Bombay Gas is essentially a holding company and has two main subsidiaries—Bombay Gas Holdings and Investment Pvt. Ltd, which owns the entire 400-km pipeline network, and Excel Telesonic India Pvt. Ltd, which has a licence from the Telecom Regulatory Authority of India (Trai) to lay fibre optic cables.
The resurgence of Bombay Gas. The holding company is in the process of merging Bombay Gas Holdings with Excel to put a simpler business model in place.
After starting operations in 1862 as a British government-owned company, the ownership changed hands in 1947 when businessman K.D. Jalan, who was a part of Soorajmull Nagarmull Co. that managed businesses including jute, tea and engineering, bought out Bombay Gas and The Calcutta Gas Co.
The Jalan family continued active operations of Bombay Gas till 1981; Calcutta Gas was nationalized by the government.
In 1981, Bombay Gas’s licence was cancelled by the Brihanmumbai Municipal Corporation (BMC) because natural gas was becoming the fuel of choice.
Bombay Gas Co. Ltd was formed in 1862 to provide street lighting and supply gas to households in the island city then known as Bombay.
The company is using its pipeline network that can offer seamless connectivity and broadband coverage to customers of telecom companies. It laid a 400-km pipeline network and distributed coal gas through it. The company faded into oblivion during the city’s transition from Bombay to Mumbai, after 120 years of active operations.
Now, thanks to the Internet and telecom revolution, the company is roaring to back to life, using its pipeline network to lay fibre optic cables that can offer seamless connectivity and broadband coverage to customers of telecom companies. The process started in 2012-13, with India’s third largest telco Idea Cellular Ltd taking on lease fibre capacity in Bombay Gas’s network. And now the company counts the top three telecom firms of India—Bharti Airtel Ltd, Vodafone India Ltd and Idea—among its customers.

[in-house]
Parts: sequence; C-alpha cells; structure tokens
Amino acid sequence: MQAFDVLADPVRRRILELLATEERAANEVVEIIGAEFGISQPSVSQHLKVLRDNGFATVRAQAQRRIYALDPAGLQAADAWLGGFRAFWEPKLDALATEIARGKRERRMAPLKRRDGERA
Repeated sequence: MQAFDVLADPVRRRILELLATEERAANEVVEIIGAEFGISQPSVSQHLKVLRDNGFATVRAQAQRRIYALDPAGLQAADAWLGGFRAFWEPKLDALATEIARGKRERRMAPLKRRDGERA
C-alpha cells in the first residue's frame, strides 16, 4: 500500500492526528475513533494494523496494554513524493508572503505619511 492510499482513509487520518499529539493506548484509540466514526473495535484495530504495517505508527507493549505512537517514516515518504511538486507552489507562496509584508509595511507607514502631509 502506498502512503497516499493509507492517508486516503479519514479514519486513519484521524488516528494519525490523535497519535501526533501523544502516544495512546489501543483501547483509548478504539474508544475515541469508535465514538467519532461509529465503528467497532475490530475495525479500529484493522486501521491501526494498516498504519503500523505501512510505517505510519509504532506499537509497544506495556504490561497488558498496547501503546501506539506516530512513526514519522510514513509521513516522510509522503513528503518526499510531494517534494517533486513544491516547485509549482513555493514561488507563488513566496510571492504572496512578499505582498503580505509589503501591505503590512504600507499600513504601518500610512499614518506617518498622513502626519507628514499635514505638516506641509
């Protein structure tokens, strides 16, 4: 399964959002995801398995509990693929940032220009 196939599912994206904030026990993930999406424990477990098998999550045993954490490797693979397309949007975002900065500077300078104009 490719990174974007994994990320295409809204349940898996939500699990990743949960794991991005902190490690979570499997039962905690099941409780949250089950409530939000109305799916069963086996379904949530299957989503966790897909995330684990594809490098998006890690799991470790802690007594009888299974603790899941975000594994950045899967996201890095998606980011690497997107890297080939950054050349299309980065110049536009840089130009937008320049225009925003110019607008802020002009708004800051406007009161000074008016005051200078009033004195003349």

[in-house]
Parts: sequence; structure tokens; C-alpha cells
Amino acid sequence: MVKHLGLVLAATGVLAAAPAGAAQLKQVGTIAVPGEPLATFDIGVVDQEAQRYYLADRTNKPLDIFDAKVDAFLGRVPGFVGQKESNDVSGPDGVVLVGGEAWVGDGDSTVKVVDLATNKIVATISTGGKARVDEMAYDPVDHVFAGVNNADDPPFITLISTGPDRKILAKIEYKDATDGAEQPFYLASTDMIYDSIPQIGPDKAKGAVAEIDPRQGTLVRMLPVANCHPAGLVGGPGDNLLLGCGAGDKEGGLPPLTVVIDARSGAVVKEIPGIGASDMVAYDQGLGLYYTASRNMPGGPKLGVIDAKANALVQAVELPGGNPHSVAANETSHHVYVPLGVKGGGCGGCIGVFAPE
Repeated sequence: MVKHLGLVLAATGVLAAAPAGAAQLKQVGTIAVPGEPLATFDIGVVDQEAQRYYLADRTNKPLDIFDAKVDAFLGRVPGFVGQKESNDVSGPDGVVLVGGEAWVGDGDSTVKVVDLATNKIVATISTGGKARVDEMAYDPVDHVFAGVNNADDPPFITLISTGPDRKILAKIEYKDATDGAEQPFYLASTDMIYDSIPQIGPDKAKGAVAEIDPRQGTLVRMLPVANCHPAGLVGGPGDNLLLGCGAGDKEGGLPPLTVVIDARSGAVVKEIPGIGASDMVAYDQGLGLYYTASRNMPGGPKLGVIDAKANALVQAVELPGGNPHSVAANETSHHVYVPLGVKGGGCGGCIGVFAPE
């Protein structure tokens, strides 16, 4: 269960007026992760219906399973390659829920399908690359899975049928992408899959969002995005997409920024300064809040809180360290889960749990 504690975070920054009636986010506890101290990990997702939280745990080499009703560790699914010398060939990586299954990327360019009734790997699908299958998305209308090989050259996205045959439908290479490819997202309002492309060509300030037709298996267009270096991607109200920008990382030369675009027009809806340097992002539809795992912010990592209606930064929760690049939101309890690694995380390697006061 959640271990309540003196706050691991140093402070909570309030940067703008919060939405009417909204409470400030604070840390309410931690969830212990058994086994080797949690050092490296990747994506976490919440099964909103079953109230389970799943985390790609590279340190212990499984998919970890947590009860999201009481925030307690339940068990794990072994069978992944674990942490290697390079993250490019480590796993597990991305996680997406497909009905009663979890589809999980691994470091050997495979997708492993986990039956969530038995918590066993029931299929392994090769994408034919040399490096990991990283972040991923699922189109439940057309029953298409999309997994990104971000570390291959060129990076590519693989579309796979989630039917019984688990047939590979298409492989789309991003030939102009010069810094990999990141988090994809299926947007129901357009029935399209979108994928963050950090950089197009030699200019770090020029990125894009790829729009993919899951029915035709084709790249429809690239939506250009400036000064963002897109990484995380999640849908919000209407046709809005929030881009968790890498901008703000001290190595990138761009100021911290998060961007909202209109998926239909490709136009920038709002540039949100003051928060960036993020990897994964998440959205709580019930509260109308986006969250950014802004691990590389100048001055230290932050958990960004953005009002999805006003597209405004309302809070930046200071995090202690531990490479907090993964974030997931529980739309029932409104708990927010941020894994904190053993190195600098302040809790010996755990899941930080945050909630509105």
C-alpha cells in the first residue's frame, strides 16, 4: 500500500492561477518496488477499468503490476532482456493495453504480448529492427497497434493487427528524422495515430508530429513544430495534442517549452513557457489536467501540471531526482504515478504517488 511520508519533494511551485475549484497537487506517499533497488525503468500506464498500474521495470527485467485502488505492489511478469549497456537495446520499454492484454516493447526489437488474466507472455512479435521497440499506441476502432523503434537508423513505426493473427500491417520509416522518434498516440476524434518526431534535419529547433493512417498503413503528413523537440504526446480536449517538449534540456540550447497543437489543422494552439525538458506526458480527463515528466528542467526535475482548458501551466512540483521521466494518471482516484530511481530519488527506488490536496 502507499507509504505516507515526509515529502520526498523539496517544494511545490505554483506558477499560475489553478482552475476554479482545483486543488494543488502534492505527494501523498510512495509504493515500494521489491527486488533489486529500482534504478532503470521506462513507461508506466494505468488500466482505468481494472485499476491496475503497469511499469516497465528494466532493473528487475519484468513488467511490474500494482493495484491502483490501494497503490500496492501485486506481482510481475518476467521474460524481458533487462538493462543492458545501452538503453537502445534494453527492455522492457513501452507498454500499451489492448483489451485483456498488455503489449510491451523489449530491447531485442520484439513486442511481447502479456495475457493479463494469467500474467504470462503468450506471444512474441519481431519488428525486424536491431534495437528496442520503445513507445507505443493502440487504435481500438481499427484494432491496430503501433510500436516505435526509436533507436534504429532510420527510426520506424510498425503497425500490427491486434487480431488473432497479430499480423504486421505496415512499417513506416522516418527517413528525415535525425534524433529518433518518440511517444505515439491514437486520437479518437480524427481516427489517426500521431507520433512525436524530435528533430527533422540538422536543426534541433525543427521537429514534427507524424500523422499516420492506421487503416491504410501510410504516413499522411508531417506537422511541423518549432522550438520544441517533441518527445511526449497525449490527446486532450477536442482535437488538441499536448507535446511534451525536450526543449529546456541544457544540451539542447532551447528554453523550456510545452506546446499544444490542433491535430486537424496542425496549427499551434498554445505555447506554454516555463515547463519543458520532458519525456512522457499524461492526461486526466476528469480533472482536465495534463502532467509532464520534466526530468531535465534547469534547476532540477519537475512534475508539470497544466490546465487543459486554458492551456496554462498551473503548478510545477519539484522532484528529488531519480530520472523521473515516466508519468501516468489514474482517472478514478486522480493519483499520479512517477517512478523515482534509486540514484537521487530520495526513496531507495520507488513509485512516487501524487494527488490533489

It plans to deploy the most dense fibre network in South Mumbai and leverage that to build India’s first full stack carrier’s carrier. The company’s management says it is just the beginning of the resurgence of Bombay Gas and a long road lies ahead.
Bombay Gas’s management, now headed by chairman and managing director Sushil Kumar Jalan, son of K.D. Jalan, is banking on an expected surge in high-speed Internet usage and data consumption that will require huge capacities of fibre optic network. Sterlite Technologies is the biggest supplier of fibre optic cables to the company.
Bombay Gas has an interesting model that can be scaled up from providing simple fibre capacity, called dark fibre, to offering value-added services such as data transfer.
CloudExtel (A Bombay Gas Venture) is an established company providing Fibre Network services for telecom operators in South Mumbai. The parent company has been in existence for decades and has now invested heavily in transitioning their business to the telecom and technology space. Clients & partners include the top telecom operators and equipment vendors in the country.
CloudExtel is building advanced infrastructure as a service solutions like managed backhaul, Small Cell and Shared Microsites, and other initiatives while simultaneously continuing to expand their network to achieve the most dense fibre deployment in the city. These projects are deployed leveraging our unique fiber footprint connected to multiple nodes within urban environments in support of wireless carriers’ aggressive growth requirements.
The company is creating the next generation of shared & modular data delivery for 3G and 4G LTE infrastructure technology, as well as upcoming Carrier WiFi and FTTH offerings from operators. The company management includes well known leaders from the telecom domain with experience across top tier operators, advisory firms and high growth start-ups.